Tobin Tax: Notes for UPSC Economics

In this article, we give you a brief about the concept in economics called the Tobin Tax, named after economist James Tobin.

The information from this article will be useful in the IAS Exam.

Candidates can find more articles related to UPSC Economics by visiting the UPSC Notes on Indian Economy page now!!

In addition, the following links will also be of immense help :

What is the Tobin Tax?

A Tobin tax, which was suggested by the Nobel Memorial Prize in Economic Sciences Laureate economist James Tobin, was originally defined as a tax on all spot conversions of one currency into another. The initial concept of the tax put a penalty on short-term financial ventures into another currency. Rather than the consumers paying a tax, the Tobin tax would be paid by market players as a method for controlling the stability of a country’s currency.

The idea behind the Tobin Tax was to develop a way to manage the exchange rate volatility. James Tobin came up with two solutions for this issue:

  1. Move towards a common currency, monetary and fiscal policy coupled with economic integration.
  2. Make efforts towards greater financial segmentation between nations, permitting greater autonomy for central banks and governments in financial policies.

In the development of his idea, Tobin was influenced by the earlier work of John Maynard Keynes on general financial transaction taxes.

To know more about how Taxation in India is carried out, click on the linked article.

Evaluation of Tobin Tax

One of the main economic hypotheses raised in favour of financial transaction taxes is that such taxes reduce return volatility, leading to an increase of long-term investor utility or more predictable levels of exchange rates. The impact of such a tax on volatility is of particular concern because the main justification given for this tax by Tobin was to improve the autonomy of macroeconomic policy by curbing international currency speculation and its destabilizing effect on national exchange rates.

Although Tobin had said his own tax idea was unfeasible in practice, Joseph Stiglitz, former Senior Vice President and Chief Economist of the World Bank, said, on October 5, 2009, that modern technology meant that was no longer the case. Stiglitz said the tax is “much more feasible today” than a few decades ago when Tobin recanted.

However, on November 7, 2009, at the G20 finance ministers summit in Scotland, Dominique Strauss-Khan, head of the International Monetary Fund, said “transactions are very difficult to measure and so it’s very easy to avoid a transaction tax.

In January 2010, the feasibility of the tax was supported and clarified by researcher Rodney Schmidt, who noted “it is technically easy to collect a financial tax from exchanges … transactions taxes can be collected by the central counterparty at the point of the trade, or automatically in the clearing or settlement process.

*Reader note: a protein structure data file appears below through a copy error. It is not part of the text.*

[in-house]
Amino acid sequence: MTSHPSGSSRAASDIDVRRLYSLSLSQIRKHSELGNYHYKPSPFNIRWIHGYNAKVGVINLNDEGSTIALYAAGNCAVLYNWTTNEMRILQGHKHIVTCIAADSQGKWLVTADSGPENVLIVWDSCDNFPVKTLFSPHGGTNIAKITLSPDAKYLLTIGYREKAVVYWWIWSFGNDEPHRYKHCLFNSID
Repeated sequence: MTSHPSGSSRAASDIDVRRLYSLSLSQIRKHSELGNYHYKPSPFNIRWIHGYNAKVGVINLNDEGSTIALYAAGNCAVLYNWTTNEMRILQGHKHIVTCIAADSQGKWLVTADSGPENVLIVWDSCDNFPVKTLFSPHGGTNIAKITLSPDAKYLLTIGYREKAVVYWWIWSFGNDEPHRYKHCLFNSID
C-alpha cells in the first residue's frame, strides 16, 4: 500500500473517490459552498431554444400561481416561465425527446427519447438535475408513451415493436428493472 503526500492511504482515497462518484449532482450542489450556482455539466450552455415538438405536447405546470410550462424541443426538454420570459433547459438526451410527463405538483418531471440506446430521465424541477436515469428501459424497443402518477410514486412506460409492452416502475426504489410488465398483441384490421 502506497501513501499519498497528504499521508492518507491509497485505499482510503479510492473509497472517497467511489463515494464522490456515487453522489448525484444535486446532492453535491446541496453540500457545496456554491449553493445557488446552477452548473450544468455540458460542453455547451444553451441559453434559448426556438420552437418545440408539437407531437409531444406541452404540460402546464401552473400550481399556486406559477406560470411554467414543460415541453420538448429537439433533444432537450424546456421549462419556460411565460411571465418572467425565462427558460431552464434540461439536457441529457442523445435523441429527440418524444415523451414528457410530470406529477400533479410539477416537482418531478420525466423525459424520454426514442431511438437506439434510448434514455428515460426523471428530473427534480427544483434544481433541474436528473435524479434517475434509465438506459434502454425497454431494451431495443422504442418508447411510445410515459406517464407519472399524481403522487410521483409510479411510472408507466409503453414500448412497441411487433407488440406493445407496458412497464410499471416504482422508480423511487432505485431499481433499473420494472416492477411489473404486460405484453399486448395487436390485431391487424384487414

To know more about Corporate Tax, visit the linked article.

Candidates can go through the relevant links provided in the table below to comprehensively prepare for the upcoming Civil Services exam –

Non Tax Revenues Value Added Tax Central Board of Direct Taxes
Tax Policy and Tax Research Unit Tax Administration Reform Commission Central Vigilance Commission
Minimum Alternate Tax NITI Aayog Goods and Services Tax
Transfer Pricing; Black Money; Tax-Evasion Direct Tax Code (DTC) – Implementation, Objectives  Carbon Tax – Meaning and an Overview
Dividend Distribution Tax Angel Tax – Importance of New Rules & Concerns Double Taxation Avoidance Agreements (DTAA)
Securities Transaction Tax: Definition, Scope General Anti-Avoidance Rule (GAAR)  Definition, Sources & Measures to Curb Black Money

Relevant Question Regarding Tobin Tax for UPSC

What is the alternative name for Transaction Tax Schemes like the Tobin Tax?

The alternative term for these broader tax schemes is Robin Hood tax, due to tax revenues from the (presumably richer) speculator funding general revenue (of whom the primary beneficiaries are less wealthy).

What is the difference between hedging and speculation?

A brief difference between hedging and speculation is given below:

  • Hedging protects an existing investment against unforeseen price changes, while speculation takes on the additional risk the investor could have avoided.
  • Hedging is a means to manage or limit price risk, while speculation actually relies on taking a risk for profit (and is in this respect similar to gambling)
  • Hedging protects against price changes and makes them less relevant to the overall price of outputs sold to the public, while speculation incurs risk to make a profit specifically from price volatility.

Tobin Tax: UPSC Notes:- Download PDF Here

For more UPSC-preparation, related materials refer to the links given in the table below. The UPSC Syllabus page will give a general idea about the pattern of the UPSC Exams.

UPSC Prelims Plan UPSC Current Affairs Government Exams
Best Optional Subjects for UPSC Gist of Rajya Sabha TV Yojana Magazine for UPSC Civil Services
UPSC Books UPSC Monthly Current Affairs Magazine IAS Salary
Topic-Wise GS 3 Questions of UPSC Mains Topic-Wise GS 2 Questions of UPSC Mains Current Affairs Question


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